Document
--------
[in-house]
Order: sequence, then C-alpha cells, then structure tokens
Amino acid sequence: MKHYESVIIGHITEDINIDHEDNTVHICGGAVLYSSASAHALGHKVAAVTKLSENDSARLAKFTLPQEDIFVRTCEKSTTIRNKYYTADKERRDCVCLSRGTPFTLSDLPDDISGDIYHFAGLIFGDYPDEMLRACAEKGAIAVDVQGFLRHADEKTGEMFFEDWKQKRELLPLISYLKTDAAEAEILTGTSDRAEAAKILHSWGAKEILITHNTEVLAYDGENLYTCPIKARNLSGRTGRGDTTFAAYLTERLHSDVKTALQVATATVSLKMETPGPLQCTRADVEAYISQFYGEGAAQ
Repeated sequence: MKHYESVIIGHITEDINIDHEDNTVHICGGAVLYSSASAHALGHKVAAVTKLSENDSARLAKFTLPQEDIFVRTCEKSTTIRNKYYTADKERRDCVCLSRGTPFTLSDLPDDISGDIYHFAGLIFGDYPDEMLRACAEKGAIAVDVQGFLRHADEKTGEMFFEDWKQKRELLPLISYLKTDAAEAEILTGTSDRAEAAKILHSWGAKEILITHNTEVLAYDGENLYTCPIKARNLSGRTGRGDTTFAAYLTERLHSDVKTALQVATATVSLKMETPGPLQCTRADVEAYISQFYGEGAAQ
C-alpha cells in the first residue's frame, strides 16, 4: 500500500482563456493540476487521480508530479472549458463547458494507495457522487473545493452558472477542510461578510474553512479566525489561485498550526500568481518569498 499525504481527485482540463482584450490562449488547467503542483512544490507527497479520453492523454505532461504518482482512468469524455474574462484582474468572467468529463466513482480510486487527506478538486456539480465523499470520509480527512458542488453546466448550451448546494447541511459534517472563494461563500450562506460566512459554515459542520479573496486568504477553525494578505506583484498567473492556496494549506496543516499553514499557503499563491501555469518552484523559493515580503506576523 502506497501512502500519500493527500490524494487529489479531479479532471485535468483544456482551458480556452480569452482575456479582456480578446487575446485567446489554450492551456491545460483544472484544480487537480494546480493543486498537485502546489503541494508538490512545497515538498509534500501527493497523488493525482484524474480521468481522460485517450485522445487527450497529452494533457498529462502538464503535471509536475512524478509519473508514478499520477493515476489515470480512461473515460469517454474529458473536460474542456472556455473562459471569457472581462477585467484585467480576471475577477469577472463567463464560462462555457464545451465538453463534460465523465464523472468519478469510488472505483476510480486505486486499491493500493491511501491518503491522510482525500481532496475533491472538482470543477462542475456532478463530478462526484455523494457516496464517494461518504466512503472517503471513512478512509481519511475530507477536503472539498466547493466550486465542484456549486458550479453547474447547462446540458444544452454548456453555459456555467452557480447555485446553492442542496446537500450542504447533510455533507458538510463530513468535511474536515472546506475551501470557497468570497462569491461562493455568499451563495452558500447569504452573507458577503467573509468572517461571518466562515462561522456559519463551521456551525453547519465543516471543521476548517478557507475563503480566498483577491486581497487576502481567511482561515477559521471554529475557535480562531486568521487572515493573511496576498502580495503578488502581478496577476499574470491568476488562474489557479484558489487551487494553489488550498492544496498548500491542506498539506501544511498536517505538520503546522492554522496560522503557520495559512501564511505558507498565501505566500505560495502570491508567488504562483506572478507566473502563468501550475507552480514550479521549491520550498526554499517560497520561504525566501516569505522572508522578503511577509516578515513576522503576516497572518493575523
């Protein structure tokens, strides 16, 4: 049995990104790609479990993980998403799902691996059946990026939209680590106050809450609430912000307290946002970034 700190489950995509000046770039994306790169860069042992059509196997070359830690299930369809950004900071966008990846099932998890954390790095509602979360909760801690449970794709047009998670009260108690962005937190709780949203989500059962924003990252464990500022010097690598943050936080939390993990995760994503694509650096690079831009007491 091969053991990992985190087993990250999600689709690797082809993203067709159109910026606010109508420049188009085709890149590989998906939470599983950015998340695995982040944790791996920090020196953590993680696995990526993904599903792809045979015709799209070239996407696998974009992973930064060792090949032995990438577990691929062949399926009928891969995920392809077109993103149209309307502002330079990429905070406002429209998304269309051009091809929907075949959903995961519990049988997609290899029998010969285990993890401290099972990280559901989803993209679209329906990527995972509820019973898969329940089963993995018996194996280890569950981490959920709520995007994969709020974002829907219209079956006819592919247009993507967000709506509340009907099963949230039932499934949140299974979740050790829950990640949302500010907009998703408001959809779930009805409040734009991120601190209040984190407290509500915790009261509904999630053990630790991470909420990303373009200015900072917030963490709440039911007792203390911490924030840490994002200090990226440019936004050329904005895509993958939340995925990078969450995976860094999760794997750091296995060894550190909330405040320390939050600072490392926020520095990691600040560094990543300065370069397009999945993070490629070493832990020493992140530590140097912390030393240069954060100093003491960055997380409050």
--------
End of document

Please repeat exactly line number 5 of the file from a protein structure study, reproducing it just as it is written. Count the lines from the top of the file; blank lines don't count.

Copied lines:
C-alpha cells in the first residue's frame, strides 16, 4: 500500500482563456493540476487521480508530479472549458463547458494507495457522487473545493452558472477542510461578510474553512479566525489561485498550526500568481518569498 499525504481527485482540463482584450490562449488547467503542483512544490507527497479520453492523454505532461504518482482512468469524455474574462484582474468572467468529463466513482480510486487527506478538486456539480465523499470520509480527512458542488453546466448550451448546494447541511459534517472563494461563500450562506460566512459554515459542520479573496486568504477553525494578505506583484498567473492556496494549506496543516499553514499557503499563491501555469518552484523559493515580503506576523 502506497501512502500519500493527500490524494487529489479531479479532471485535468483544456482551458480556452480569452482575456479582456480578446487575446485567446489554450492551456491545460483544472484544480487537480494546480493543486498537485502546489503541494508538490512545497515538498509534500501527493497523488493525482484524474480521468481522460485517450485522445487527450497529452494533457498529462502538464503535471509536475512524478509519473508514478499520477493515476489515470480512461473515460469517454474529458473536460474542456472556455473562459471569457472581462477585467484585467480576471475577477469577472463567463464560462462555457464545451465538453463534460465523465464523472468519478469510488472505483476510480486505486486499491493500493491511501491518503491522510482525500481532496475533491472538482470543477462542475456532478463530478462526484455523494457516496464517494461518504466512503472517503471513512478512509481519511475530507477536503472539498466547493466550486465542484456549486458550479453547474447547462446540458444544452454548456453555459456555467452557480447555485446553492442542496446537500450542504447533510455533507458538510463530513468535511474536515472546506475551501470557497468570497462569491461562493455568499451563495452558500447569504452573507458577503467573509468572517461571518466562515462561522456559519463551521456551525453547519465543516471543521476548517478557507475563503480566498483577491486581497487576502481567511482561515477559521471554529475557535480562531486568521487572515493573511496576498502580495503578488502581478496577476499574470491568476488562474489557479484558489487551487494553489488550498492544496498548500491542506498539506501544511498536517505538520503546522492554522496560522503557520495559512501564511505558507498565501505566500505560495502570491508567488504562483506572478507566473502563468501550475507552480514550479521549491520550498526554499517560497520561504525566501516569505522572508522578503511577509516578515513576522503576516497572518493575523